and it did not ever coalesce around one idea. having said that. i think there is a thread through all of them and it is the reaction, particularly in rural areas to lack of economic growth over this last decade. and to inequality. to thelet's turn back united states and the 2020 election. you have heard there would be an election? jane: i did. [laughter] david: i remember you talking about 2018. the democrats had a quite good midterm election. some women were elected. jane: fantastic women. david: moderates did pretty well for the democrats. what about some of the women you worked with? what do they need in 2020 to hold onto those seats? a lot of those women said we would get something done. it is hard to get anything done in this washington. jane: one thing on the midterms, i think the misconception that is out there is the democratic party went left. to your point, the democratic
party won the midterms mainly in the suburbs. they wanted in the suburbs and mainly with the centrist candidate. interesting, as you talk to them, and i talked to them quite a bit during this campaign, even though new jersey, michigan, virginia, the issues were similar. people wanted to get something done and at the top of the list in terms of getting something done was health care. now we have the first democratic debate. in 2018 it was president going to take weight or health care. and we had the first immigrant debate and it is going to take away your private health insurance. it is surprising the democrats would going that direction because that does not sound reassuring. was: i was -- jane: i reading a poll yesterday and if you talk about medicare for all
and making it voluntary, which is if you want to be in it, the numbers are higher. , youu say it is mandatory lose your private insurance, the numbers plummet. i do not think, looking at the district's where the democrats , i think people are asking what those candidates ran on. they will make sure people that have a child should stick -- that they do not lose their home page for their children's health and prescriptions. that if they have a parent to is get the parent can prescriptions and i have to pay $10,000 a day. a lot of the women that ran, and men have personal health stories. she saide stories -- there is nothing worse than trying to save a parent and at the same time wondering how you will pay for it and go bankrupt.
the american people said that loud and clear. prescription drugs, no pre-existing conditions, health care that works for all. i do not think they went as far as medicare for all. if you look at the states you talked about, michigan for example, you know this well, the unions have fantastic insurance. why would anybody want to give that up? thing a uawast member wants to do is give up their private insurance. most people are not interested in that. jane: i do not think so. david: many thanks to jane hartley, former u.s. ambassador to france. this is bloomberg. ♪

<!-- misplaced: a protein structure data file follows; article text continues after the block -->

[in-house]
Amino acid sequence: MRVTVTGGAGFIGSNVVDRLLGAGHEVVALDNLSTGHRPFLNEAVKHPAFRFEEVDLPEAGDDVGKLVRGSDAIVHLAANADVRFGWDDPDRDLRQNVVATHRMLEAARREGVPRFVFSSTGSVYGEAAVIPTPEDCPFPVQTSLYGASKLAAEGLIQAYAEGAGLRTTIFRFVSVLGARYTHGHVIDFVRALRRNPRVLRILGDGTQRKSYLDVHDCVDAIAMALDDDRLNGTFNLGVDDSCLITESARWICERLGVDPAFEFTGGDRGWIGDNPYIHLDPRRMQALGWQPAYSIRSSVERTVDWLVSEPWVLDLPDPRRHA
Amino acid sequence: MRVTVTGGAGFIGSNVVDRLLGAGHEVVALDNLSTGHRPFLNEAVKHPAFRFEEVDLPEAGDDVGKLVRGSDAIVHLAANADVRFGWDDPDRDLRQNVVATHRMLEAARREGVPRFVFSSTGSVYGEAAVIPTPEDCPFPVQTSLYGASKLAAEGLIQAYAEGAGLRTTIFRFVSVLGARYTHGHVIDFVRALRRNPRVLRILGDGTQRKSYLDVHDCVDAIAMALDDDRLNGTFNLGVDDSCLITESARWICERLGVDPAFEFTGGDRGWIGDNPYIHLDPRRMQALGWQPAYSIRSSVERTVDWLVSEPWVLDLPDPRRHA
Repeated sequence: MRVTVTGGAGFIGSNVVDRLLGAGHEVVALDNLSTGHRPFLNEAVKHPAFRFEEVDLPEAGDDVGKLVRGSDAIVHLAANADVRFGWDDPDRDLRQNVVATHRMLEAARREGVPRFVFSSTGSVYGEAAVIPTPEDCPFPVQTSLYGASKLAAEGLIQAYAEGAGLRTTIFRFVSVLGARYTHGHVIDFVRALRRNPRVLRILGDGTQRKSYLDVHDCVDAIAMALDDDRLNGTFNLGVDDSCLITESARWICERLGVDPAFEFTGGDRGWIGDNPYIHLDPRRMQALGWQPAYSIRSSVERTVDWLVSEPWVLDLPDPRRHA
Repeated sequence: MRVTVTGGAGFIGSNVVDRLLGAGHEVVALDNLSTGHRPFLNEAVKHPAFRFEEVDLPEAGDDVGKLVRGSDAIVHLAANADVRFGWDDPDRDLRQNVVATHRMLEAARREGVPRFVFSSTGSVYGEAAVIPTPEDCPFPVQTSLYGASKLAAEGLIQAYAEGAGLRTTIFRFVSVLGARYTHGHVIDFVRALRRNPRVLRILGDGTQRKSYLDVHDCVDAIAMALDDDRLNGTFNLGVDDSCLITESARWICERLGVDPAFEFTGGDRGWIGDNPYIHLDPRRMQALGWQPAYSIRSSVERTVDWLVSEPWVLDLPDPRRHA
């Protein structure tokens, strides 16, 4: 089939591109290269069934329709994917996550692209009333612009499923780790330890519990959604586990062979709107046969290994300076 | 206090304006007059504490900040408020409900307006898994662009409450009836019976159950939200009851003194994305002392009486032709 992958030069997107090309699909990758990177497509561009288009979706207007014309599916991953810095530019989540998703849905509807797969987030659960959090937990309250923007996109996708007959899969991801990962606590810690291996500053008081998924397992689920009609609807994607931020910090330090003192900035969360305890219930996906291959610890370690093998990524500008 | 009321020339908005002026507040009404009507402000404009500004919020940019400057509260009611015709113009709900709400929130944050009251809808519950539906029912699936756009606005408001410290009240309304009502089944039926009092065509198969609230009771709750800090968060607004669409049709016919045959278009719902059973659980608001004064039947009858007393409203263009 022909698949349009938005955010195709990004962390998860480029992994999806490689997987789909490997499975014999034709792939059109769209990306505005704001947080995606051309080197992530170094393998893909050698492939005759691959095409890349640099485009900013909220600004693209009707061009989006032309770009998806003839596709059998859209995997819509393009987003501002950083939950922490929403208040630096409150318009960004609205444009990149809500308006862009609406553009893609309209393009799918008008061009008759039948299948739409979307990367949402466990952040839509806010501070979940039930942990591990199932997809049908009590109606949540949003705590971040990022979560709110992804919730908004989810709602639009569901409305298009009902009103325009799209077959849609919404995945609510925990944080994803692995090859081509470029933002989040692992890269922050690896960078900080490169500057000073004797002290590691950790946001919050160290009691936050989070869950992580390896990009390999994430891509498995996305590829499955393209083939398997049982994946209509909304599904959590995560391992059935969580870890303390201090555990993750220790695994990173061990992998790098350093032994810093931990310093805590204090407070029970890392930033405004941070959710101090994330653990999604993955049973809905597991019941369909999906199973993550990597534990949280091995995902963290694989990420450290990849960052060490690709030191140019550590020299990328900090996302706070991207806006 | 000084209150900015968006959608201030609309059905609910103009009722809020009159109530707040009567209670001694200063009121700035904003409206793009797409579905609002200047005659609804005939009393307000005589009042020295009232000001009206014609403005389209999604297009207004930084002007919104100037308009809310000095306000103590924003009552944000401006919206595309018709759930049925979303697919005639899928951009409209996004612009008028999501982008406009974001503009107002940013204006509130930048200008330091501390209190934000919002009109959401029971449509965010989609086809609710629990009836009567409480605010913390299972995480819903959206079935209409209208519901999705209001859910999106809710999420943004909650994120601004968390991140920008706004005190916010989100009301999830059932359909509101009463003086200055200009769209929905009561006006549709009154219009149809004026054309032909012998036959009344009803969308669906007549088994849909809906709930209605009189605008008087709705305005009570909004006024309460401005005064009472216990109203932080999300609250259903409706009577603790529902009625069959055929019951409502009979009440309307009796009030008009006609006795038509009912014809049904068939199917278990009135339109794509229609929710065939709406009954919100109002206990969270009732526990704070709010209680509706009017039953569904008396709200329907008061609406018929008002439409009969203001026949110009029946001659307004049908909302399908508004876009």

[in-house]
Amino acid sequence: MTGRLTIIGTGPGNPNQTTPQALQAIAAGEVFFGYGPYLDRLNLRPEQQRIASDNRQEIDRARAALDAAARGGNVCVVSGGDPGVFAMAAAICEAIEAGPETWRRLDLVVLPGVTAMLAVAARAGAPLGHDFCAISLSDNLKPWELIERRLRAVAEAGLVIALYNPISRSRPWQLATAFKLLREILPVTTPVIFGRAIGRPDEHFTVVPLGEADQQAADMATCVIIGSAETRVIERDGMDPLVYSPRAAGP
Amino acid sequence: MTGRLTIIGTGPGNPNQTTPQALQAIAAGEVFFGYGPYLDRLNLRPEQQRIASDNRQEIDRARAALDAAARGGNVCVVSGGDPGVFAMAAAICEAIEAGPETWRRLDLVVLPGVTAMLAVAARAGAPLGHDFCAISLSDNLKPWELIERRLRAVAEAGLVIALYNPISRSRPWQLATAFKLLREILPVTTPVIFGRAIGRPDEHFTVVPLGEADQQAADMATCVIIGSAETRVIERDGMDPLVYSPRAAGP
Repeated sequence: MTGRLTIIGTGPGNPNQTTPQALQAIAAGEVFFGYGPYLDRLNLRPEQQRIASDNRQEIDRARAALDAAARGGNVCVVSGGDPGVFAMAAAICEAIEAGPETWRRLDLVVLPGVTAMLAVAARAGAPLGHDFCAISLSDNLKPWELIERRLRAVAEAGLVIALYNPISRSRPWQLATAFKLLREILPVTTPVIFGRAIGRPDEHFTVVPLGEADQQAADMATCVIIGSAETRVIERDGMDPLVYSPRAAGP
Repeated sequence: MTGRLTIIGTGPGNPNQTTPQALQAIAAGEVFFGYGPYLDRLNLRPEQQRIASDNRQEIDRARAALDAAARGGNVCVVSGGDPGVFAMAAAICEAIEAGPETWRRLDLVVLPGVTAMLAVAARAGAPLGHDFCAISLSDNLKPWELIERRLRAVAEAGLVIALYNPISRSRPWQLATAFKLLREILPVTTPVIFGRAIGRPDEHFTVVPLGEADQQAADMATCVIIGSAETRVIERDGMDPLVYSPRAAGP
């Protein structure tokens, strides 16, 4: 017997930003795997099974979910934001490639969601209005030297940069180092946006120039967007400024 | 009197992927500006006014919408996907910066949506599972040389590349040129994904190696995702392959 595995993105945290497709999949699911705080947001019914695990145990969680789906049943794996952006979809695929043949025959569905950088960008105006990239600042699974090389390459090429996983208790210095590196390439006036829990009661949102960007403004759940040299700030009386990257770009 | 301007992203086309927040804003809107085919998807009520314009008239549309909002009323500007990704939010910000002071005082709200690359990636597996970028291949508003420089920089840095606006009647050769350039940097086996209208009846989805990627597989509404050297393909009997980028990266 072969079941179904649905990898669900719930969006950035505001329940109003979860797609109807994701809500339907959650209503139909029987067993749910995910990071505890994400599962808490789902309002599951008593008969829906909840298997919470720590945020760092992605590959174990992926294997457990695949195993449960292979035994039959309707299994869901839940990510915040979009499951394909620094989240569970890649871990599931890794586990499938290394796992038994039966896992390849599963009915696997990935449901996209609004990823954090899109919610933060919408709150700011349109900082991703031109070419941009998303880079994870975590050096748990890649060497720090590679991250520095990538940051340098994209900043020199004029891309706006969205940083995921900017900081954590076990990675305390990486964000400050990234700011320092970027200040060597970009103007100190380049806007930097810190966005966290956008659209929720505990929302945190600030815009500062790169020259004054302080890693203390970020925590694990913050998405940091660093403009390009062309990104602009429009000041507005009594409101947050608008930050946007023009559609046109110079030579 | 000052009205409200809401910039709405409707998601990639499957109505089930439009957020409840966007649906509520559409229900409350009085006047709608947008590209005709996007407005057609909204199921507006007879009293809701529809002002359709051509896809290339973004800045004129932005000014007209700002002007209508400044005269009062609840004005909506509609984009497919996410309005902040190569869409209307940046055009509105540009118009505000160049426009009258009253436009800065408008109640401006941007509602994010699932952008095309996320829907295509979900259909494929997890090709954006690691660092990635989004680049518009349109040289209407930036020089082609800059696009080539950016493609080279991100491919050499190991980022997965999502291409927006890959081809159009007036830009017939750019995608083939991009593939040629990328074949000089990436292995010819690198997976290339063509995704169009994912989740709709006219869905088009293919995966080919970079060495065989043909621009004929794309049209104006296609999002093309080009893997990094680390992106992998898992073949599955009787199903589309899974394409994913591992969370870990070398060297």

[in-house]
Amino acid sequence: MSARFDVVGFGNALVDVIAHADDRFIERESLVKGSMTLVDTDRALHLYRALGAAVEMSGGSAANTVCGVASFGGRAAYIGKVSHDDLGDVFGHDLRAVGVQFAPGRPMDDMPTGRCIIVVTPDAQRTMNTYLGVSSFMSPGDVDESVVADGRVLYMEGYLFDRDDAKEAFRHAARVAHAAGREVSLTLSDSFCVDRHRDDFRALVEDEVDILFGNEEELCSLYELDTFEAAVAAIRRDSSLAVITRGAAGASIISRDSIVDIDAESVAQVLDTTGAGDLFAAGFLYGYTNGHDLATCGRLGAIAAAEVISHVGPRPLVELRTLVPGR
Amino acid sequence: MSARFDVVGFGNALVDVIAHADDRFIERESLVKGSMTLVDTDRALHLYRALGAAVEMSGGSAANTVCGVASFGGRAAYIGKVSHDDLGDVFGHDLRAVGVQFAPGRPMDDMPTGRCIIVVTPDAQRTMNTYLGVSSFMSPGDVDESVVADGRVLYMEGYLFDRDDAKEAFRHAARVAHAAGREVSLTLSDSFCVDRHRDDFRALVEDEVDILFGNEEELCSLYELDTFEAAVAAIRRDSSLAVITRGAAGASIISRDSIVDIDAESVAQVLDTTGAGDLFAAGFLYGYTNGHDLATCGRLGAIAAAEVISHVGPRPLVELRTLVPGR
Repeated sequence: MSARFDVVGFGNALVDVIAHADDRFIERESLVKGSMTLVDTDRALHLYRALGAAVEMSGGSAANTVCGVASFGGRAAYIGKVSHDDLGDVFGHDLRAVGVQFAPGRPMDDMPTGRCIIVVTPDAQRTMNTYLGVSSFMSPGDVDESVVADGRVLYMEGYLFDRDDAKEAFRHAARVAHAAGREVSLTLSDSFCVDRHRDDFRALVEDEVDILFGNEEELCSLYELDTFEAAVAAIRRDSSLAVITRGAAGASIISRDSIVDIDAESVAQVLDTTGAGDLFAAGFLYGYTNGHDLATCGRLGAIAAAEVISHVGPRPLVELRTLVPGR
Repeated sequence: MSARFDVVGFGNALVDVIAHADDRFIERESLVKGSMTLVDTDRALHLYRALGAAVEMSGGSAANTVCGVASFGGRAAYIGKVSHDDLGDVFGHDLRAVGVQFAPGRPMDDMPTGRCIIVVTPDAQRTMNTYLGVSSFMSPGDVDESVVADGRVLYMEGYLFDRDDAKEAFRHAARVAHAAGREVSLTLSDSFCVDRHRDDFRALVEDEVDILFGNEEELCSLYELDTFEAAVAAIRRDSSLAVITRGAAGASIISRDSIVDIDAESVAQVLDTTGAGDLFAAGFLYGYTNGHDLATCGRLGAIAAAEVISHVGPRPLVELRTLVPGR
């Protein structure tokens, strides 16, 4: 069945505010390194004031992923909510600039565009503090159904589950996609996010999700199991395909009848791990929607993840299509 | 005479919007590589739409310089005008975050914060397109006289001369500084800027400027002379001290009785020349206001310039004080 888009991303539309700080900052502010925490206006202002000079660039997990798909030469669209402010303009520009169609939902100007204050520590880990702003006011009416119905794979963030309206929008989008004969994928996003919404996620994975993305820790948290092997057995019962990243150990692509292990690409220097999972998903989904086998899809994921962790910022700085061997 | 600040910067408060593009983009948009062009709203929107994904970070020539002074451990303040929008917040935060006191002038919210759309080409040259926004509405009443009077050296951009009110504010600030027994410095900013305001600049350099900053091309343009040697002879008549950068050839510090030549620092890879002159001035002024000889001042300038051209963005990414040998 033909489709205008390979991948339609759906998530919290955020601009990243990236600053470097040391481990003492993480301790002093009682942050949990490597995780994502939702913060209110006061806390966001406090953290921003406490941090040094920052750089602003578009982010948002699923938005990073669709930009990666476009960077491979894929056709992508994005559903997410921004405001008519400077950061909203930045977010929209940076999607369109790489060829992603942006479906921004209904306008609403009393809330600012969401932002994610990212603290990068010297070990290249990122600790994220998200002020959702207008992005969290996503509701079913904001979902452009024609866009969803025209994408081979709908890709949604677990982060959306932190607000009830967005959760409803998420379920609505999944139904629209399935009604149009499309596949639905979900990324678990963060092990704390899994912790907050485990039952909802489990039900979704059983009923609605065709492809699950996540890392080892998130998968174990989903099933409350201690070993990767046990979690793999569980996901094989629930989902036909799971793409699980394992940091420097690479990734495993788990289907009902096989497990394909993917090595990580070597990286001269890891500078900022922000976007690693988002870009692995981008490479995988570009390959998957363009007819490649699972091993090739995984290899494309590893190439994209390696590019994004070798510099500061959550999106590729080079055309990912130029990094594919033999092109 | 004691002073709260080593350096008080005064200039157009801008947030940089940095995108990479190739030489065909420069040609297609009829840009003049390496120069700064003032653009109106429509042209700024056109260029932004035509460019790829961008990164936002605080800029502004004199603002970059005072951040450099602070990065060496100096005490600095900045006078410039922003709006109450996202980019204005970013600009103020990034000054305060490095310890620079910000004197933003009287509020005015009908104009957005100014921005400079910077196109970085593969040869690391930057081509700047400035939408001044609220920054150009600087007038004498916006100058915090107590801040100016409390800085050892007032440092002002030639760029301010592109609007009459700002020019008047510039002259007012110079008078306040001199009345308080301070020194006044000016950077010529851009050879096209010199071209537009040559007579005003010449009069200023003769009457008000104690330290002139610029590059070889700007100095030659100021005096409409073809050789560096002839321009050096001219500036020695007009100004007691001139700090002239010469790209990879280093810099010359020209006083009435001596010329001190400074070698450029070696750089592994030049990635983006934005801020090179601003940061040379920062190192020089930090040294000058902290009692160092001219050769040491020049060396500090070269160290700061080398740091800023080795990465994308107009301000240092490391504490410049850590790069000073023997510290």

he is now managing director at bain capital and cochair of serving american together with other leaders such as stanley mcchrystal and bob gates. we welcome governor patrick to bloomberg. gov. patrick: good to be with you. david: tell me what you're up to with this server america together notion. what is it? gov. patrick: it is an initiative general mcchrystal and others have been working on for a long time. making service universally available and the expectation of young people growing up in america. the server america together presidential challenge is to make sure this notion of encouraging national service, whether it is military or civilian is something the candidates have thought about and are encouraging to take a position on, because we are at a time where the nation needs everybody on deck contributing what they can and we do not know each other well enough as
citizens. getting out of ourselves and in contact with others from different backgrounds, different orientations, different ways of thinking about the world and serving together in strengthening our communities, both here and abroad is a wonderful way to encourage our coming together. i first heard about this, i thought about seth moulton, a fellow massachusetts resident, one of the two from massachusetts running from president. has anybody signed on the dotted line? gov. patrick: not anybody has signed on in these terms. the candidate who has been most explicit in supporting the server america together initiative is mayor pete buttigieg out of south bend. , has congressman moulton expressed and worked on behalf of service. i have myself in other contexts. i think we will see more and more candidates as they begin to fill out their policy agenda see
the value of this, particularly on the democratic side and i hope we do on the republican side as well. david: going back to my law this --ays, how we keep how we make this something real. it is one thing to make them do it. gov. patrick: the committee, well before my time, had a lot of conversation about whether to propose something that was mandatory. very much on the model of the state of israel, which has an extraordinary program, or make it voluntarily but universally available. arrived at the latter conclusion for a host of reasons. to make it universal, assure that people were paid. nots not folks -- it is something folks with independent resources could afford to do. anyone could do it in get a livable wage. another element to think about is that it becomes even more